Pundits, analysts see US Crop Insurance program a money-laundering scheme

By Rizza Sta. Ana

Sep 10, 2013 07:18 AM EDT

Since the inception of a crop insurance program by  the US Department of Agriculture's Risk Management Agency to aid farmers in crop disease and drought, the expanded program has been a gold mine not only to insurers, but to outsiders as well. According to a report by Bloomberg, the crop insurance program not only award subsidies to insurers approved by the government, but also provided indirect benefits to foreign financial institutions who reinsures the crop risks.

18 companies got an approval to receive cash from the state for providing farmers crop insurance. Wells Fargo & Co. (WFC), Zurich-based Ace Ltd. (ACE), and units of Archer-Daniels-Midland Co. (ADM), (AFG) Deere & Co. (DE) and  American Financial Group Inc. received state fund backing.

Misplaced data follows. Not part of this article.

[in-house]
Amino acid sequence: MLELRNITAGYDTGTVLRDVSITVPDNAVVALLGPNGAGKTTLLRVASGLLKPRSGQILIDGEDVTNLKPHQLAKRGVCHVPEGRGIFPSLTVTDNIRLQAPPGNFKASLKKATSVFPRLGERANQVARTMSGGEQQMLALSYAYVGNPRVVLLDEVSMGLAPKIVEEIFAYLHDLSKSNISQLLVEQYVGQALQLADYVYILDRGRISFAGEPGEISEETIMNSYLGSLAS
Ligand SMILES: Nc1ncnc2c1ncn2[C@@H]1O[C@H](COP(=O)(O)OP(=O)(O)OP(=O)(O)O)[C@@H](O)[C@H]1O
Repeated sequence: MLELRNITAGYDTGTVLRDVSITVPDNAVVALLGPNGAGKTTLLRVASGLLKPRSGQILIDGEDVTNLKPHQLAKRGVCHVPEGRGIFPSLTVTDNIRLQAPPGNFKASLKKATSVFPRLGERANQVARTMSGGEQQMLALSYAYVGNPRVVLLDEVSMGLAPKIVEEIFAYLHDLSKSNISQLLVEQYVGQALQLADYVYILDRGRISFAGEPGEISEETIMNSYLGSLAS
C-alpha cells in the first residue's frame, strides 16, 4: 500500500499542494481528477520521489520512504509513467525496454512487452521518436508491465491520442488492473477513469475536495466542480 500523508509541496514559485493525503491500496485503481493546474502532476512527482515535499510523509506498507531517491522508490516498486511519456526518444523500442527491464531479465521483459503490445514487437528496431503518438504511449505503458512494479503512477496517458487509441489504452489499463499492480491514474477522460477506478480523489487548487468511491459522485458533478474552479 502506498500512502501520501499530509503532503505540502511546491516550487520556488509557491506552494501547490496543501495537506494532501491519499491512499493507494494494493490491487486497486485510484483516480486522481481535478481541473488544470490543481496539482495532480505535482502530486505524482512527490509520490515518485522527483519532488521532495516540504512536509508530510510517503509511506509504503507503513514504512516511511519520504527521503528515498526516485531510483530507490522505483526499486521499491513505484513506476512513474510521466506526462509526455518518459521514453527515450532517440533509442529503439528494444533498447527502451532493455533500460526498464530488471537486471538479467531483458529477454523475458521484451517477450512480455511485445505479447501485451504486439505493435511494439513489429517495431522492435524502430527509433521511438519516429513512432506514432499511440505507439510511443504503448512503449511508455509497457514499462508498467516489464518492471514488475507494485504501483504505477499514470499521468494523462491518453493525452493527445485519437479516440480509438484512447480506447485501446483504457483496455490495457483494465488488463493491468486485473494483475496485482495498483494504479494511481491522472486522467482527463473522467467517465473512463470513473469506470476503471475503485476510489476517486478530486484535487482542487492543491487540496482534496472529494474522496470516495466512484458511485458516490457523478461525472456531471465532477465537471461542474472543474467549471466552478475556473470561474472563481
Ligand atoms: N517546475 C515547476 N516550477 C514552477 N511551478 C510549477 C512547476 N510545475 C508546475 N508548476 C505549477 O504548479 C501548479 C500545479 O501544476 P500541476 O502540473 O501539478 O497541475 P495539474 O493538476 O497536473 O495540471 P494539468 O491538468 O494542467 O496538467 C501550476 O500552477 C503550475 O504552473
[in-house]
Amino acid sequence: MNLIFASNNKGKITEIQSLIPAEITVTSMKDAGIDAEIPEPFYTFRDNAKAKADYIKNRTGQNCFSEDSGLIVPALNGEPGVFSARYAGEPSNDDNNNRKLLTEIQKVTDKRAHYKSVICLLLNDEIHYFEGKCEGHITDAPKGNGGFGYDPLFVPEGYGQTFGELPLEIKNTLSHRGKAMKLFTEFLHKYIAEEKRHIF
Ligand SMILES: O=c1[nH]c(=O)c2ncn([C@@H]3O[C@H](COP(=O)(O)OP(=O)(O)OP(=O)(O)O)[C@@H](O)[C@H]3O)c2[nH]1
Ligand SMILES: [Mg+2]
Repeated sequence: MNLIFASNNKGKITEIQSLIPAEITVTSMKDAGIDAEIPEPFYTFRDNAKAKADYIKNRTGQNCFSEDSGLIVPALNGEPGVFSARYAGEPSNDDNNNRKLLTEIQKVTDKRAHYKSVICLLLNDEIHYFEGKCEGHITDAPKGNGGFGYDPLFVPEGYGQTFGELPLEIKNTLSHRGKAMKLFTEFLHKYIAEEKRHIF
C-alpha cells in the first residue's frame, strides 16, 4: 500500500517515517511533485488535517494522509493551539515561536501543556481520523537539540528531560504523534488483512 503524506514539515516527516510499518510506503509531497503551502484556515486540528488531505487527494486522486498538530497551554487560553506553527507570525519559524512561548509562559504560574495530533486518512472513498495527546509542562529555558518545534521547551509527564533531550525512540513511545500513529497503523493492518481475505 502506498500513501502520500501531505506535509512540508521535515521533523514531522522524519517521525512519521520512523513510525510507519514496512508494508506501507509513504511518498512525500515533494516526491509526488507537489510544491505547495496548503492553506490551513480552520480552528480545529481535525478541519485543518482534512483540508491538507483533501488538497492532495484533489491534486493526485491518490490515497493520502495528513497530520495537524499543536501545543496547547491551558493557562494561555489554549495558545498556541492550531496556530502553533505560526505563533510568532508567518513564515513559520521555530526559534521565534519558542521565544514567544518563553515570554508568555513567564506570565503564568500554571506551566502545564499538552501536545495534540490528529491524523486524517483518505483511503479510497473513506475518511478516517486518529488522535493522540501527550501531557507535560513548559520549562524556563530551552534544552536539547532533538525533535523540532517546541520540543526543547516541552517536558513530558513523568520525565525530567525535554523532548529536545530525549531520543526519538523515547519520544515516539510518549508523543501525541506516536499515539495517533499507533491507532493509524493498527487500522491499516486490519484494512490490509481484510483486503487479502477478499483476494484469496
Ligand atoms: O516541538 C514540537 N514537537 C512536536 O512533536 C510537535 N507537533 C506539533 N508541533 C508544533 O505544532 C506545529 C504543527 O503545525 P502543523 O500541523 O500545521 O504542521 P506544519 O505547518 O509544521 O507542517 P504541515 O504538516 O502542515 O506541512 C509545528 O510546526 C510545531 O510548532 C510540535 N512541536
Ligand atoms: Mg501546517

Data from the Congressional Research Service showed that ultimately, US taxpayers are getting the brunt of the cost as opposed to the insurers. Taxpayers had spent USD14 billion alone in 2012 to pay over 60% of farmer's premiums, insurers' operation costs and a big chunk of insurance claims due to drought. University of Tennessee's Agricultural Policy Analysis Center Harwood Schaffer said, "What we've got is a money-laundering operation. It looks like we're doing a free market thing and it's not free market at all."

Amidst the US government's efforts to curb spending in important sectors like health, nutrition and environmental programs, corporation aid remained intact. Moreover, data compiled by Bloomberg showed that the private companies who were aided by the government did not need financial assistance. For example, Wells Fargo has USD1.4 trillion in assets. Its Rural Community Insurance Services is the largest crop insurer in the US by premium value.

Fitch Ratings' North American insurance group director Gretchen Roetzer said, "If they stay in over the long term, they're going to have a profit. The odds are in their favor.' 

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